(WRCB) Saturday's killing in Orchard Knob has given Boyd Patterson a front-lines view of Chattanooga's War on gangs that he didn't have as an Assistant District Attorney.

It also reconfirms his view of the players.

"There's some people that are hangers and not bangers," he tells members of City Council. "That's the way the street defines them, all right."

Chattanooga's Rec Centers already target the age-groups at risk for 'hanging.'

"What's gonna keep me focused is my parents and my friends, says Shellie Hampton, 13, a Turner Middle School student who aspires to be an astronaut.

But how do you get those who need it most, to 'hang' there?

"You still need the hard core person coming in," Council member Russell Gilbert tells Patterson. "The person on the street that really has done the things they shouldn't have done in the past, and changed his life around."

Street cred, or the credibility question, has prompted Gilbert and Council member Carol Berz to question why Patterson is pushing for Chattanooga to launch another study of the gang threat.

" I don't think Chattanooga's unique," Berz says. "Roughly everybody is facing financial challenges, so I'm trying to get my arms around why we need to be doing this.

Gilbert also opposes paying for the study with the $75,000 earmarked to help minorities start their own businesses.

"Some of those minorities are gang members looking to get out of the life," he says. "They can't get hired, so they have to start their own businesses. That's just counter-productive."

"Hopefully, the study--where the money comes from, can lead to more money for that," Patterson answers.

Many federal agencies and private foundations require studies in order to make applicants eligible for grant money to fight gang problems, he explains.

But how do persuade the bangers that there's no money in violence?

Federal RICO (Racketeer Influenced Corrupt Organizations) law helped break the Mob in the 1980's by making membership in organized crime families a crime in itself, Patterson explains.

"But Tennessee's own RICO law has no teeth," Patterson says. "It doesn't really deal with gangs at all; only big-time dope dealers and child pornographers."

Changing that will require help from state lawmakers. But C.A.G.E. (Chattanooga Area Gang Enforcement) hasn't drafted any legislation, nor targeted who Hamilton County and Bradley County's delegations might sponsor it.

"The phrase you're gonna here throughout this is 'total collaboration,' Patterson says.

His PowerPoint presentation to Council members outlines how C.A.G.E. will include representatives from government, law enforcement, courts, school districts, churches and the private sector. Patterson is counting on consensus in developing the strategy, even if the parties disagree on tactics.

Gilbert appears willing to leap on faith.

"We need somebody like him (Patterson) to lead and not get influenced by me, by anybody in authority," Gilbert tells reporters.

"We need to keep the mission going."



(WRCB) – Boyd Patterson, the newly appointed coordinator forChattanooga's Gang Task Force, met with members of the Chattanooga City CouncilMonday morning. Channel 3's Gordon Boyd was there, and covered Patterson's presentation to the council.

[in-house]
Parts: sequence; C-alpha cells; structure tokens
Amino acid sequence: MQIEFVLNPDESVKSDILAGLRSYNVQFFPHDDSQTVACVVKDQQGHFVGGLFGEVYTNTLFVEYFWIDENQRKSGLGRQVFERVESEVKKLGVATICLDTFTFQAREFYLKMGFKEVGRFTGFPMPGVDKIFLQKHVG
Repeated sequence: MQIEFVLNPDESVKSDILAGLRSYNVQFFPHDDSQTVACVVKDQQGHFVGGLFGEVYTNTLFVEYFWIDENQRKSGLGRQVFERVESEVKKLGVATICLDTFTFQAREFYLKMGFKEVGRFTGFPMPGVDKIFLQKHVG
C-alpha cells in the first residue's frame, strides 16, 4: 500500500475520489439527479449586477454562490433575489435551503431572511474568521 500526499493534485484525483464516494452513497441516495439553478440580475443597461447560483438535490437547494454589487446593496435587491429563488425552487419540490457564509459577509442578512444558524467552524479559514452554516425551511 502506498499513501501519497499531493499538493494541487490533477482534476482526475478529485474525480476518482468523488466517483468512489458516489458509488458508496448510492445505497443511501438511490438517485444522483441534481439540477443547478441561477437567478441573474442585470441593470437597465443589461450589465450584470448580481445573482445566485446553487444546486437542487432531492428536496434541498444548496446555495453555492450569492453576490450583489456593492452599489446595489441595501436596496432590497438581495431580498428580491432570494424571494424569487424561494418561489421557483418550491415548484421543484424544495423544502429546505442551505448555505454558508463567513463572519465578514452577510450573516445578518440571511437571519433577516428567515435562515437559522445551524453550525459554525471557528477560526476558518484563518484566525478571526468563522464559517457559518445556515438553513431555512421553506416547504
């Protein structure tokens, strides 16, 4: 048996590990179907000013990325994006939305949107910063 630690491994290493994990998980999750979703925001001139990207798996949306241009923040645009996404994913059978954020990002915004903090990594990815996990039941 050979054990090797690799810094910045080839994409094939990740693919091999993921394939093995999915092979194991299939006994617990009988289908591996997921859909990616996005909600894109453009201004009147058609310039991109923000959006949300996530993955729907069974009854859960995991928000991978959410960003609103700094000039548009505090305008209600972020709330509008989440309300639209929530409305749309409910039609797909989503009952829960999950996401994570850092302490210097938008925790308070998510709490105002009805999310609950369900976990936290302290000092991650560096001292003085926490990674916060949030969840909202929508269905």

Patterson started off the meeting by saying the primary goal of the new Gang Task Force, announced last week by Chattanooga Mayor RonLittlefield, is to cut the pipeline to gangs recruiting kids, starting as early as 3rd grade. He noted that middle school is the primary time when kids decide to join gangs.

His initial plan to develop intervention teams that will require outreach workers and referrals from teachers, pastors, police, Department of Children's Services workers, service providers, and juvenile court officials,among many others.  The coordinator will reach out to the families of at-risk kids. An intervention plan set that could include counseling, tutoring, and job training before gang influence is entrenched.  

Noting that the faith community in the city is "highly motivated", Patterson also spoke about the role the city's recreation centers will play, including an increased focus on identifying why kids join gangs in the first place and how the centers can work to change that mindset amongst youth.

"We have these kids all day," Patterson told council members. "We can't be anti-gang without offering something positive."  He specifically urged the business community to get involved by offering

However, Patterson said that a comprehensive assessment of gang problem needs to be completed, saying it was the key to success of any attempt to fight the influence of gangs. To that effect, he affirmed Littlefield's request that the council divert $75,000 originally earmarked to the Multicultural Chamber of Commerce to fund the study.

But even that amount of money will not be enough.  "My hope is that some rich foundation would ‘Write a big check for this'," Patterson said.  "Every corner of our community shows these kids need jobs."

Patterson has a Special Prosecution Assistant in the DistrictAttorney's Office, focusing on prosecuting gang members. He was responsible for developing Chattanooga's Master Gang List, identifying gang member in the city.He also developed programs to match known gang members to court docket sand the probation lists.